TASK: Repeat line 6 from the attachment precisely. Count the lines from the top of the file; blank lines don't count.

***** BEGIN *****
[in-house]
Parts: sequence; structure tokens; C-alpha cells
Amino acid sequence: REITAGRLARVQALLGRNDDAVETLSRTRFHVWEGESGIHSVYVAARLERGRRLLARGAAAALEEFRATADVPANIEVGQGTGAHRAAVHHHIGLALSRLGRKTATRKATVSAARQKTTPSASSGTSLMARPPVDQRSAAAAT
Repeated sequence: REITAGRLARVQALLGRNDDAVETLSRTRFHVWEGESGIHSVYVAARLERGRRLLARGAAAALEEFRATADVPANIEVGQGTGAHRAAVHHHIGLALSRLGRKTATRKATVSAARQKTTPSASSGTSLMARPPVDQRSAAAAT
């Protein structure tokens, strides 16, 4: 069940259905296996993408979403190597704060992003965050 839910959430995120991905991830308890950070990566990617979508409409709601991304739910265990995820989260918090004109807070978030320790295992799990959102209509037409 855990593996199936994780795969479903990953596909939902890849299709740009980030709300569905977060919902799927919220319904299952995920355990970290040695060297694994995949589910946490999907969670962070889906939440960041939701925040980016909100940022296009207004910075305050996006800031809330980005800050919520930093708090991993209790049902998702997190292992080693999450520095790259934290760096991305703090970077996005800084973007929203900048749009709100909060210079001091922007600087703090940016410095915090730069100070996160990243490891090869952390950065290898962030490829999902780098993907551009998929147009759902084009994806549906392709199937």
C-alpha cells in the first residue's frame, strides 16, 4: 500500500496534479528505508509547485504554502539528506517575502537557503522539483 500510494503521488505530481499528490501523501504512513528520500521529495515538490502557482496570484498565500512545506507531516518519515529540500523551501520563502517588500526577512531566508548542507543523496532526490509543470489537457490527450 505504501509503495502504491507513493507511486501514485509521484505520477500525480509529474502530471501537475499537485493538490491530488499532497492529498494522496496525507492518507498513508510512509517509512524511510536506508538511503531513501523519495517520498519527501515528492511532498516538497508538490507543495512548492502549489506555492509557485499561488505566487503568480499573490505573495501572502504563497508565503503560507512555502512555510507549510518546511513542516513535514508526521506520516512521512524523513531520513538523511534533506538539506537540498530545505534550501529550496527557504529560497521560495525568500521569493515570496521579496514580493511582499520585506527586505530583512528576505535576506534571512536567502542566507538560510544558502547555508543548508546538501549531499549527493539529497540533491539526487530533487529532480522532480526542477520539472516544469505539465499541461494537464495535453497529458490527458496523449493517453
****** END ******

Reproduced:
C-alpha cells in the first residue's frame, strides 16, 4: 500500500496534479528505508509547485504554502539528506517575502537557503522539483 500510494503521488505530481499528490501523501504512513528520500521529495515538490502557482496570484498565500512545506507531516518519515529540500523551501520563502517588500526577512531566508548542507543523496532526490509543470489537457490527450 505504501509503495502504491507513493507511486501514485509521484505520477500525480509529474502530471501537475499537485493538490491530488499532497492529498494522496496525507492518507498513508510512509517509512524511510536506508538511503531513501523519495517520498519527501515528492511532498516538497508538490507543495512548492502549489506555492509557485499561488505566487503568480499573490505573495501572502504563497508565503503560507512555502512555510507549510518546511513542516513535514508526521506520516512521512524523513531520513538523511534533506538539506537540498530545505534550501529550496527557504529560497521560495525568500521569493515570496521579496514580493511582499520585506527586505530583512528576505535576506534571512536567502542566507538560510544558502547555508543548508546538501549531499549527493539529497540533491539526487530533487529532480522532480526542477520539472516544469505539465499541461494537464495535453497529458490527458496523449493517453